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Nonpartisan Expert Panel Examines Policy Options to Better Support Families and Caregivers

For Immediate Release: June 24, 2019

Contact: Benjamin W. Veghte at 202-452-8097

In a new report developed by a Study Panel of the nonpartisan National Academy of Social Insurance, panelists provide state policymakers with a broad range of policy options to better support families in meeting evolving care needs over the lifespan.


The report, Designing Universal Family Care, was developed over a year of deliberations by a Study Panel of 29 experts in care policy from a variety of perspectives. The Panel, convened by the Academy beginning in November 2017, included public health and health policy experts, health researchers, actuaries, and economists. Academy members Marc Cohen, Co-Director of the LeadingAge LTSS Center @UMass Boston, and Heidi Hartmann, President and CEO of the Institute for Women’s Policy Research, served as the Panel Co-Chairs.


As care needs, the labor market, and family structures continue to evolve, policymakers and advocates are seeking broad solutions to strengthen the economic security of working families across the nation. Today’s care infrastructure in the realms of early child care and education (ECCE) and long-term services and supports (LTSS) is fragmented and mostly means-tested. In the area of paid family and medical leave (PFML), by contrast, a growing number of states have enacted universal social insurance programs. For state policymakers considering introducing social insurance programs in any of these three domains, the report identifies core decision points, best practices, and tradeoffs among policy options for program structure and financing, as well as key considerations with regard to integrating a new program with existing care supports and administrative implementation.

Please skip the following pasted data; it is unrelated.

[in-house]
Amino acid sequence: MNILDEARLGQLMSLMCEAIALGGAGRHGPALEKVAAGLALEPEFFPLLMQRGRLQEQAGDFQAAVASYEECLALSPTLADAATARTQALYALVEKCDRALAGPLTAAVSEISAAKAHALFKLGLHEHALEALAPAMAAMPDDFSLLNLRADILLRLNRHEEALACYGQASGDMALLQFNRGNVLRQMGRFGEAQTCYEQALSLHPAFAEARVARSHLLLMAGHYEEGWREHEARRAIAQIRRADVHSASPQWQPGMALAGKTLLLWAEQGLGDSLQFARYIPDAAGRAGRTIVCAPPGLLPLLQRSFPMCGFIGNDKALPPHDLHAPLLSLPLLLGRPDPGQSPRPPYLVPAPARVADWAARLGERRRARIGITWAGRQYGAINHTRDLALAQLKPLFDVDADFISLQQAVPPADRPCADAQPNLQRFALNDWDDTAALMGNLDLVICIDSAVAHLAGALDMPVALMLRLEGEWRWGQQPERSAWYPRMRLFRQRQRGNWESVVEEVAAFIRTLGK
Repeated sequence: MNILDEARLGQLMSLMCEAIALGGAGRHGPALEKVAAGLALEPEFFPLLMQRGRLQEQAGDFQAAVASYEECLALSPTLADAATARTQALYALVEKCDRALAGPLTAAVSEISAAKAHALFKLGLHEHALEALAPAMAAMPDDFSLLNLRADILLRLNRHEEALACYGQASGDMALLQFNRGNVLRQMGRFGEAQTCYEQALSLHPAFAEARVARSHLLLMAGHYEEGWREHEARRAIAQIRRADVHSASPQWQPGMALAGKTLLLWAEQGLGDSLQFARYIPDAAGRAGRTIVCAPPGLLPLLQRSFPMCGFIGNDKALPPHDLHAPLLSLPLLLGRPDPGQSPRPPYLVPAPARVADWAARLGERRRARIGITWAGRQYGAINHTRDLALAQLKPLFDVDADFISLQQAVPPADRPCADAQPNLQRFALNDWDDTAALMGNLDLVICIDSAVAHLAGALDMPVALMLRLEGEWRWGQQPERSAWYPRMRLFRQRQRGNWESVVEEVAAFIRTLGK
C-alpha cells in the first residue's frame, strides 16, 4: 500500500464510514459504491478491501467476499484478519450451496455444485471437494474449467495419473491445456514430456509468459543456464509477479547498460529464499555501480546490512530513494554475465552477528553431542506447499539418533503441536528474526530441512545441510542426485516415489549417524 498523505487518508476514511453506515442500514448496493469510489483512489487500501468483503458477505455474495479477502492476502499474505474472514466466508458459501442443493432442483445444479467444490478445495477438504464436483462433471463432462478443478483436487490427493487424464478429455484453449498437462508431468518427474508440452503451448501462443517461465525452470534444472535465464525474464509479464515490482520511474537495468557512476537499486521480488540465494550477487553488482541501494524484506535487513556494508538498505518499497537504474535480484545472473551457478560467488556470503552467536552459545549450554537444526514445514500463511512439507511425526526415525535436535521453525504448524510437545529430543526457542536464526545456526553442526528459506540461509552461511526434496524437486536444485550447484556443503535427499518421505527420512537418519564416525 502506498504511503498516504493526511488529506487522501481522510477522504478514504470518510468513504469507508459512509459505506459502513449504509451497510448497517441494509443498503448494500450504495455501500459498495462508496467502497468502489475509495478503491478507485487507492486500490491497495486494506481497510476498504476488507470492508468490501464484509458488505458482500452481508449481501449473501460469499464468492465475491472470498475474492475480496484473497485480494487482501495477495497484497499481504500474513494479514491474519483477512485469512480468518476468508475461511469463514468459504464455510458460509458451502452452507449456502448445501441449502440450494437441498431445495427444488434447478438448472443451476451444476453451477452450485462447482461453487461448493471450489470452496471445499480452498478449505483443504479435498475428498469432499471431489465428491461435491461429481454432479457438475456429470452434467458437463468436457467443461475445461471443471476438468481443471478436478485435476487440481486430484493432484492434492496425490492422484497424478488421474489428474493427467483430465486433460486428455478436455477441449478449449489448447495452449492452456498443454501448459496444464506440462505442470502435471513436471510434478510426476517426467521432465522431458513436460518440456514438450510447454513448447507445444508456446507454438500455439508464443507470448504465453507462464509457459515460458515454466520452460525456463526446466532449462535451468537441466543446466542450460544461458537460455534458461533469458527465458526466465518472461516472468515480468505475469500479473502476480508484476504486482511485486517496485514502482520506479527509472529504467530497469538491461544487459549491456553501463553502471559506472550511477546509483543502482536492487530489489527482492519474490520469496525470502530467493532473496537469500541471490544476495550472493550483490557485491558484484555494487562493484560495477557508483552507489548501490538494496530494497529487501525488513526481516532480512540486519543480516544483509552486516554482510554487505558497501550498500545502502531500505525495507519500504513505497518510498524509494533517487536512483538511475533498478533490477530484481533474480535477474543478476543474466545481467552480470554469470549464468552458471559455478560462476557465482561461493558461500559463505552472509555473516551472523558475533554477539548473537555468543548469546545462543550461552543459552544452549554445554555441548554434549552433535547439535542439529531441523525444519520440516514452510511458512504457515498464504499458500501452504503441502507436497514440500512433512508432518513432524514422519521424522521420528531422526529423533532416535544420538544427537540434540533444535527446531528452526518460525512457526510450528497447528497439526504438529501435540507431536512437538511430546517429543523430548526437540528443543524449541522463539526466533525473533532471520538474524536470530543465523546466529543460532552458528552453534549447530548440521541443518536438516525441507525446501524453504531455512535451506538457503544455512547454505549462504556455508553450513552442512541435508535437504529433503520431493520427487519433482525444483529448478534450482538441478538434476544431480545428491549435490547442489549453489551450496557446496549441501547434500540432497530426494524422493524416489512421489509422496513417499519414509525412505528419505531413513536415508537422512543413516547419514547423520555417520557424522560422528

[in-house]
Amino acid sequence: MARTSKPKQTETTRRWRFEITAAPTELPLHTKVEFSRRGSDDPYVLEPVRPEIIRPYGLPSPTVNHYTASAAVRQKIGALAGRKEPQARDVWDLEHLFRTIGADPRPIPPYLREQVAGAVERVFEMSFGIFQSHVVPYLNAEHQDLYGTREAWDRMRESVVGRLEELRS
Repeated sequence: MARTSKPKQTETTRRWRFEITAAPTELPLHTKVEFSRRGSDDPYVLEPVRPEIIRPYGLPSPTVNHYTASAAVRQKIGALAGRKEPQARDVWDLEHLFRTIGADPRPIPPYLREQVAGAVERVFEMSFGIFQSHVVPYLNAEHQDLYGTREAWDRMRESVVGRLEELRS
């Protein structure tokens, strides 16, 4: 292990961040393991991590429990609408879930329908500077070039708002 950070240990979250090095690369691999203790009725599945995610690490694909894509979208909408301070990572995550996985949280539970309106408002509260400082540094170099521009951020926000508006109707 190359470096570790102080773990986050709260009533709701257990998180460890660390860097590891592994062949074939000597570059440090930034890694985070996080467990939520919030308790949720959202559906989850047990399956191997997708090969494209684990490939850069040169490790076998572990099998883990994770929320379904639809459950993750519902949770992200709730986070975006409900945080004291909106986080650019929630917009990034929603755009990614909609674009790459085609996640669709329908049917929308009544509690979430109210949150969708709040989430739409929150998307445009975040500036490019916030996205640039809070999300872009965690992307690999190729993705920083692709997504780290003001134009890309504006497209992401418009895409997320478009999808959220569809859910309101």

While there are other approaches for improving care supports, this report focuses specifically on social insurance approaches. “Using a social insurance approach pools risks of illness and family care among all workers and employers and provides income to workers when they must be away from work to attend to care needs,” said Panel Co-Chair, Heidi Hartmann, who led the panel’s work on child care and paid leave. “In this Academy report, state policymakers and public interest groups will find a menu of ways to help workers return to their jobs ready to work after being ill, welcoming a new child, or taking care of parents or other family members.”


In the wake of Washington State’s passage of a long-term care social insurance program in May of this year, the report’s chapter on long-term services and supports provides a toolkit to states weighing introduction of a program of their own. “The issue of financing long-term services and supports has been vexing policymakers for a generation. To assist those state policymakers who are interested in moving the ball forward on this issue, a group of experts worked for more than a year to put together the intellectual infrastructure to serve as a roadmap for navigating the important program design and financing strategies to actually get something done—something that could make a real difference in the lives of millions of people dealing with this challenge,” said Panel Co-Chair, Marc Cohen.